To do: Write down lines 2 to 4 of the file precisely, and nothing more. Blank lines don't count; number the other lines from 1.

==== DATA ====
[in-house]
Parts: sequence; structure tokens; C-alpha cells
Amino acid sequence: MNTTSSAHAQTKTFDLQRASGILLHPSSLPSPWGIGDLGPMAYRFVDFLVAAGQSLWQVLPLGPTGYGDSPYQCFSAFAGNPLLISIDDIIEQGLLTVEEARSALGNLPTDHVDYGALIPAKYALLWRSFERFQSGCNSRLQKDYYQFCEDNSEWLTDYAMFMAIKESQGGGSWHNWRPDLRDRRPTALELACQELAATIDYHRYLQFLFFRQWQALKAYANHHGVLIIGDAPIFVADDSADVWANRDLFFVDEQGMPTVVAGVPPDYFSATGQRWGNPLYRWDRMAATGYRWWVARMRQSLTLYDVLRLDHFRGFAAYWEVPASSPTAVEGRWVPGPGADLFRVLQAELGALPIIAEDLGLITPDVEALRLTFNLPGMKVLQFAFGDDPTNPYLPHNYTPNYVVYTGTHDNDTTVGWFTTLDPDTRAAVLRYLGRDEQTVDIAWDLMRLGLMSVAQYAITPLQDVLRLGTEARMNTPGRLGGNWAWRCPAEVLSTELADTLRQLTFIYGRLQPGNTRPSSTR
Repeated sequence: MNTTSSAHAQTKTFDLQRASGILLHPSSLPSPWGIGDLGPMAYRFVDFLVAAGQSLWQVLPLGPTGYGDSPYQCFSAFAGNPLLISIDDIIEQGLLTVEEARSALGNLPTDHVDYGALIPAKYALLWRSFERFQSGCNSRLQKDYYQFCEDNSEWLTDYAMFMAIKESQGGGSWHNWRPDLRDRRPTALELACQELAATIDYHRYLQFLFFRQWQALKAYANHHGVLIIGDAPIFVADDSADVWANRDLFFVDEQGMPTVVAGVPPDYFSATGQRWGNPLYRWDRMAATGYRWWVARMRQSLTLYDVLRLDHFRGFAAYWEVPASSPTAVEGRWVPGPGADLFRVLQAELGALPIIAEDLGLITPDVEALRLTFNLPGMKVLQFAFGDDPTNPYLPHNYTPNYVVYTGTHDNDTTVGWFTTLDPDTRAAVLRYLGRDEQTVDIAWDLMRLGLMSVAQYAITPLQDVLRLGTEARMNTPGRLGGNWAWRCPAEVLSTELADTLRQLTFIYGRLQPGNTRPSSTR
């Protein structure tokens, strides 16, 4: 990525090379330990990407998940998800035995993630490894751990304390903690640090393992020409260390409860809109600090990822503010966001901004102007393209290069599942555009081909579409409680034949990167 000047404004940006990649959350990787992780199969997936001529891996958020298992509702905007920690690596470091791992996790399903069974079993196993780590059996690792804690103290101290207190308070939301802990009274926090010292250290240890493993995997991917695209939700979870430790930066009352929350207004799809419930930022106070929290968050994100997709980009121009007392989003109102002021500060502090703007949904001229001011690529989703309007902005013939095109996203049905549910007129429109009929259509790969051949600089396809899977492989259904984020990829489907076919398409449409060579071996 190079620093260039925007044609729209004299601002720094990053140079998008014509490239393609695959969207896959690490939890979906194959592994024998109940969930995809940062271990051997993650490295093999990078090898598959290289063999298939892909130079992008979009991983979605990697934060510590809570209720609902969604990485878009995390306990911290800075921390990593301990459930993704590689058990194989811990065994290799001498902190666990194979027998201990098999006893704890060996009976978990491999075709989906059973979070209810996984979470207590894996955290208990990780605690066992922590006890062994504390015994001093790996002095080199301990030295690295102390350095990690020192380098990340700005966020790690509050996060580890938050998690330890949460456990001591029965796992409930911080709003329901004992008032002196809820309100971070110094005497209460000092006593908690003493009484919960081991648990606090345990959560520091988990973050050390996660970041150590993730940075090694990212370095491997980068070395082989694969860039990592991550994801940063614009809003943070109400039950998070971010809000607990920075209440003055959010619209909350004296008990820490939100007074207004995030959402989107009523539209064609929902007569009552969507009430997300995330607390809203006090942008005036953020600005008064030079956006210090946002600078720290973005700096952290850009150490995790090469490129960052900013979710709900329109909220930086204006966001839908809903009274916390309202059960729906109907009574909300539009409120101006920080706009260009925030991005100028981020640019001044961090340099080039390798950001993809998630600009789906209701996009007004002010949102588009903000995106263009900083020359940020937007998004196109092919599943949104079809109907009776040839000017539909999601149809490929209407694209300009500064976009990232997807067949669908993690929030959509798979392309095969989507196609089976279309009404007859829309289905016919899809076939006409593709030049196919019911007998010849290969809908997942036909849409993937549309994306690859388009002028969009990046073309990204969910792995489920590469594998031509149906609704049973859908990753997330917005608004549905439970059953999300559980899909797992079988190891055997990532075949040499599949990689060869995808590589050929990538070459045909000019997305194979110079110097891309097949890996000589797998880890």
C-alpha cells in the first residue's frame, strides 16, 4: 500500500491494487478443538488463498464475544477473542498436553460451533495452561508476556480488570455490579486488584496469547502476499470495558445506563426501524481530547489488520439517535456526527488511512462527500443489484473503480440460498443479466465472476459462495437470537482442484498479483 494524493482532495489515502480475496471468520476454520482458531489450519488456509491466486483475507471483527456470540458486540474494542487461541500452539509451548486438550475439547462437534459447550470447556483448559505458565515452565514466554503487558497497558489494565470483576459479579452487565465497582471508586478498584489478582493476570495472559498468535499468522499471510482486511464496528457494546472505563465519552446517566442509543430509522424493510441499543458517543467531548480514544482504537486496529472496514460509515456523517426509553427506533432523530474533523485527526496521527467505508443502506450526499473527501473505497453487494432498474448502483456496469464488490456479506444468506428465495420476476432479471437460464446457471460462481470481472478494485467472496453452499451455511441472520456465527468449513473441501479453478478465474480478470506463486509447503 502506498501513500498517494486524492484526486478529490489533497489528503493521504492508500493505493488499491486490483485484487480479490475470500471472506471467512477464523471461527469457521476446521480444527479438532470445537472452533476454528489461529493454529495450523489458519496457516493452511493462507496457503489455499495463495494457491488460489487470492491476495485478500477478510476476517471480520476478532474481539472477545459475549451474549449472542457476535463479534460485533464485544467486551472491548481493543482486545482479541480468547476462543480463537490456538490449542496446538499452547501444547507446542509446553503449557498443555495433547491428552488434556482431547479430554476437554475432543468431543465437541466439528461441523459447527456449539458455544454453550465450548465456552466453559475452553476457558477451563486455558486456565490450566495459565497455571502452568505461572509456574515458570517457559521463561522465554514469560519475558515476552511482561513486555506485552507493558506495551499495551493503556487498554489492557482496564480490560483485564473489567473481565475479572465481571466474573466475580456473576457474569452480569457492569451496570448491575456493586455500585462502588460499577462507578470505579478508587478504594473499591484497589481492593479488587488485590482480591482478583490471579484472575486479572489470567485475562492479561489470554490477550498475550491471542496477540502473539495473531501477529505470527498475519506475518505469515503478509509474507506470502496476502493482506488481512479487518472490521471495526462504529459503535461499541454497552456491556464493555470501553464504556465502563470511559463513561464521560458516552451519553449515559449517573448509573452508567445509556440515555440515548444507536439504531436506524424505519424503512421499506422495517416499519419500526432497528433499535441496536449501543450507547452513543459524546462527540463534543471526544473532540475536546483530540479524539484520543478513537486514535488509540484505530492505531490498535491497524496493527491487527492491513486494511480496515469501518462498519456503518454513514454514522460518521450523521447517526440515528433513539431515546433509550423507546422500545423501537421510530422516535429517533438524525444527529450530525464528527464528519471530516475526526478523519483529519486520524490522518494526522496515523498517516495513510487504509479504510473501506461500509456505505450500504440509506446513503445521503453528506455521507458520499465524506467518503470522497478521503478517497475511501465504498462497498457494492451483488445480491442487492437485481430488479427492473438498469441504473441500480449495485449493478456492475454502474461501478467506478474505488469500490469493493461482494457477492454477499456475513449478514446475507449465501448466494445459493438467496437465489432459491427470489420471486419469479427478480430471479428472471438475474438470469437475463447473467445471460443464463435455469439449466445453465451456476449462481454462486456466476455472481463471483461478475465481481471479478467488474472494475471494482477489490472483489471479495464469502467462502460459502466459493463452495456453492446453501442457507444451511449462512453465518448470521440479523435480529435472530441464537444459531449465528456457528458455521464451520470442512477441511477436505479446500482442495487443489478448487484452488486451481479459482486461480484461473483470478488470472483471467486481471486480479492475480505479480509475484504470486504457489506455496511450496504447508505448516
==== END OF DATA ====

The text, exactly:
Parts: sequence; structure tokens; C-alpha cells
Amino acid sequence: MNTTSSAHAQTKTFDLQRASGILLHPSSLPSPWGIGDLGPMAYRFVDFLVAAGQSLWQVLPLGPTGYGDSPYQCFSAFAGNPLLISIDDIIEQGLLTVEEARSALGNLPTDHVDYGALIPAKYALLWRSFERFQSGCNSRLQKDYYQFCEDNSEWLTDYAMFMAIKESQGGGSWHNWRPDLRDRRPTALELACQELAATIDYHRYLQFLFFRQWQALKAYANHHGVLIIGDAPIFVADDSADVWANRDLFFVDEQGMPTVVAGVPPDYFSATGQRWGNPLYRWDRMAATGYRWWVARMRQSLTLYDVLRLDHFRGFAAYWEVPASSPTAVEGRWVPGPGADLFRVLQAELGALPIIAEDLGLITPDVEALRLTFNLPGMKVLQFAFGDDPTNPYLPHNYTPNYVVYTGTHDNDTTVGWFTTLDPDTRAAVLRYLGRDEQTVDIAWDLMRLGLMSVAQYAITPLQDVLRLGTEARMNTPGRLGGNWAWRCPAEVLSTELADTLRQLTFIYGRLQPGNTRPSSTR
Repeated sequence: MNTTSSAHAQTKTFDLQRASGILLHPSSLPSPWGIGDLGPMAYRFVDFLVAAGQSLWQVLPLGPTGYGDSPYQCFSAFAGNPLLISIDDIIEQGLLTVEEARSALGNLPTDHVDYGALIPAKYALLWRSFERFQSGCNSRLQKDYYQFCEDNSEWLTDYAMFMAIKESQGGGSWHNWRPDLRDRRPTALELACQELAATIDYHRYLQFLFFRQWQALKAYANHHGVLIIGDAPIFVADDSADVWANRDLFFVDEQGMPTVVAGVPPDYFSATGQRWGNPLYRWDRMAATGYRWWVARMRQSLTLYDVLRLDHFRGFAAYWEVPASSPTAVEGRWVPGPGADLFRVLQAELGALPIIAEDLGLITPDVEALRLTFNLPGMKVLQFAFGDDPTNPYLPHNYTPNYVVYTGTHDNDTTVGWFTTLDPDTRAAVLRYLGRDEQTVDIAWDLMRLGLMSVAQYAITPLQDVLRLGTEARMNTPGRLGGNWAWRCPAEVLSTELADTLRQLTFIYGRLQPGNTRPSSTR